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Group Has Concerns Over DHS Border Plan

WASHINGTON - Border Action Network expresses concern over Department of Homeland Security Secretary Napolitano's announcement to deploy the Secure Communities program to all 25 US counties along the Southwest border. 

According to BAN Executive Director Jennifer Allen, this announcement is another politically motivated measure to appear tough on enforcement even though there is no convincing evidence that Secure Communities actually makes our communities more secure, especially in the absence of much needed comprehensive immigration reform.

Secure Communities is a program that allows ICE officers to use biometric information taken from arrested individuals and use it to verify their immigration status. According to DHS, its initial goal was to improve and modernize efforts to identify aliens convicted of a crime, sentenced to imprisonment, and who may be removed from the United States once they are judged deportable.  

The effectiveness of this program, however, needs to be clearly established before it is extended across the Southwest.   Its guidelines have not been shared with the American public, and all signs show that it is not fulfilling its mission.  According to a report released today using government data, about one-quarter of persons deported through Secure Communities did not have criminal records and thus did not meet the "aliens convicted of a crime" standard set in its mission.    

According to Allen, at a minimum, Secure Communities should be stopped pending a rigorous review.  "The program is being used by some police in Arizona to engage in racial profiling by engaging pretextual arrests of generally law abiding Latino residents that they can subject to immigration checks, instead of targeting the serious criminal elements outlined in the program's mission."

Allen continues, "The federal government seems so intent in implementing this program that it is failing to ascertain if the program is being used correctly by local and federal officers, whether it holds accountable any officers or agencies who misuse it, whether it is actually making our communities more secure, and whether it makes law enforcement more effective in their work."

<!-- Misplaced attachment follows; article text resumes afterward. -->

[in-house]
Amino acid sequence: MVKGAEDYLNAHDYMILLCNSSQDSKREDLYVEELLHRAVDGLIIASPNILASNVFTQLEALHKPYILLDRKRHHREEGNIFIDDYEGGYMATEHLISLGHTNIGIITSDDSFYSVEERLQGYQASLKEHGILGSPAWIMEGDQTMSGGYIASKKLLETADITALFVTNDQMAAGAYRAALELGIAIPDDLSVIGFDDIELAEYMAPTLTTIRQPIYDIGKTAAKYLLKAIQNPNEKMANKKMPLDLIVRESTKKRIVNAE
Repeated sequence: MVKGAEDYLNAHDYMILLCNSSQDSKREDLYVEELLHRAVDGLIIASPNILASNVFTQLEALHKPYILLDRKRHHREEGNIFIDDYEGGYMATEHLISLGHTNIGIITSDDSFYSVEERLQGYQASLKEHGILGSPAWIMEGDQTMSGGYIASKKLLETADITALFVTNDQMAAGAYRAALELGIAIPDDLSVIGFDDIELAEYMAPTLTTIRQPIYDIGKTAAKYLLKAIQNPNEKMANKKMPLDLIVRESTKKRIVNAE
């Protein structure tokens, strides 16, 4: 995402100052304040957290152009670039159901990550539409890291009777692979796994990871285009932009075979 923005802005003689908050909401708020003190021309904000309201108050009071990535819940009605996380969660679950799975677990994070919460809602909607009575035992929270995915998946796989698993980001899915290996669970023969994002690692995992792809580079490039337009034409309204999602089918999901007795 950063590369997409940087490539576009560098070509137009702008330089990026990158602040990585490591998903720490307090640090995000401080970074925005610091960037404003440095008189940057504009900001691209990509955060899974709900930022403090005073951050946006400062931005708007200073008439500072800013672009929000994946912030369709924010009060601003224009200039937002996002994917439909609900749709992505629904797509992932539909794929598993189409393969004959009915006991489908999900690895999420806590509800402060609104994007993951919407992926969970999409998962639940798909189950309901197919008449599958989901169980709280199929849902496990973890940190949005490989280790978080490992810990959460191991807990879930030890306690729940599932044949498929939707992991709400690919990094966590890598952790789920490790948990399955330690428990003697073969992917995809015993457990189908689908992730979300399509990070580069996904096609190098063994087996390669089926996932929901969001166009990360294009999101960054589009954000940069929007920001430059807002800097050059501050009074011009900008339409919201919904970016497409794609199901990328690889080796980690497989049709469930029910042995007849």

Given today's announcement that 25% of all persons deported through the program are not convicted criminals who pose a public safety threat to American communities, BAN Policy Director Jaime Farrant states that Secretary Napolitano should have called for the suspension of the program pending a full review of its effectiveness.  "Instead, " says Farrant, "the American people get an announcement to further expand what seems to be an ineffective initiative."  

Border Action Network continues to call on federal authorities to establish programs that work in accordance with their mission and that protect the constitutional rights of our nation's residents, and calls on the federal government to pass comprehensive immigration reform. Furthermore, the organization calls on the federal government to suspend and terminate initiatives like Secure Communities, which only cast wedges between communities and law enforcement and reject good community policing principles and practices




Border Action Network formed in 1999 and works with immigrant and border communities in Arizona to ensure that our rights are respected, our human dignity upheld and that our communities are healthy places to live. We are a membership-based organization that combines grassroots community organizing, leadership development, litigation and policy advocacy.



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